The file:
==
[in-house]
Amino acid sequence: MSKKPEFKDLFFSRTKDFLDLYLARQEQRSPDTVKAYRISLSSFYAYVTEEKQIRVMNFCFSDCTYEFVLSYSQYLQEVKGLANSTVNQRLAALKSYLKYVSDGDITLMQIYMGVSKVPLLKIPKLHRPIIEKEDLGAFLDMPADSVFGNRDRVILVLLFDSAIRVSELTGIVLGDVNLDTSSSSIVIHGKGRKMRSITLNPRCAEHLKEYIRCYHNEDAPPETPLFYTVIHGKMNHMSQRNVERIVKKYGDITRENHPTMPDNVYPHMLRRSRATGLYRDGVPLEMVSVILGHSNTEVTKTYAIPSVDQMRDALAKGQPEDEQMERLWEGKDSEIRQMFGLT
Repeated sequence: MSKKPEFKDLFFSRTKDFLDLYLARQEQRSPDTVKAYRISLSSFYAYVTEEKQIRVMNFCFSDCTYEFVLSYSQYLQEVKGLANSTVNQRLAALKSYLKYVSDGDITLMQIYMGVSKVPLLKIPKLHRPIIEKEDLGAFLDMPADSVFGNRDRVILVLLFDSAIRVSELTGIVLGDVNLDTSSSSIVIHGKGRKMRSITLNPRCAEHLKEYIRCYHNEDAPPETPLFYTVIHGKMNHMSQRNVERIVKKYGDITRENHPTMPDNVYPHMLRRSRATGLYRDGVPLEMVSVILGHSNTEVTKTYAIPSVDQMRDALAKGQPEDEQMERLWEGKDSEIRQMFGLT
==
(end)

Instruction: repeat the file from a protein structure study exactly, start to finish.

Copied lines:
[in-house]
Amino acid sequence: MSKKPEFKDLFFSRTKDFLDLYLARQEQRSPDTVKAYRISLSSFYAYVTEEKQIRVMNFCFSDCTYEFVLSYSQYLQEVKGLANSTVNQRLAALKSYLKYVSDGDITLMQIYMGVSKVPLLKIPKLHRPIIEKEDLGAFLDMPADSVFGNRDRVILVLLFDSAIRVSELTGIVLGDVNLDTSSSSIVIHGKGRKMRSITLNPRCAEHLKEYIRCYHNEDAPPETPLFYTVIHGKMNHMSQRNVERIVKKYGDITRENHPTMPDNVYPHMLRRSRATGLYRDGVPLEMVSVILGHSNTEVTKTYAIPSVDQMRDALAKGQPEDEQMERLWEGKDSEIRQMFGLT
Repeated sequence: MSKKPEFKDLFFSRTKDFLDLYLARQEQRSPDTVKAYRISLSSFYAYVTEEKQIRVMNFCFSDCTYEFVLSYSQYLQEVKGLANSTVNQRLAALKSYLKYVSDGDITLMQIYMGVSKVPLLKIPKLHRPIIEKEDLGAFLDMPADSVFGNRDRVILVLLFDSAIRVSELTGIVLGDVNLDTSSSSIVIHGKGRKMRSITLNPRCAEHLKEYIRCYHNEDAPPETPLFYTVIHGKMNHMSQRNVERIVKKYGDITRENHPTMPDNVYPHMLRRSRATGLYRDGVPLEMVSVILGHSNTEVTKTYAIPSVDQMRDALAKGQPEDEQMERLWEGKDSEIRQMFGLT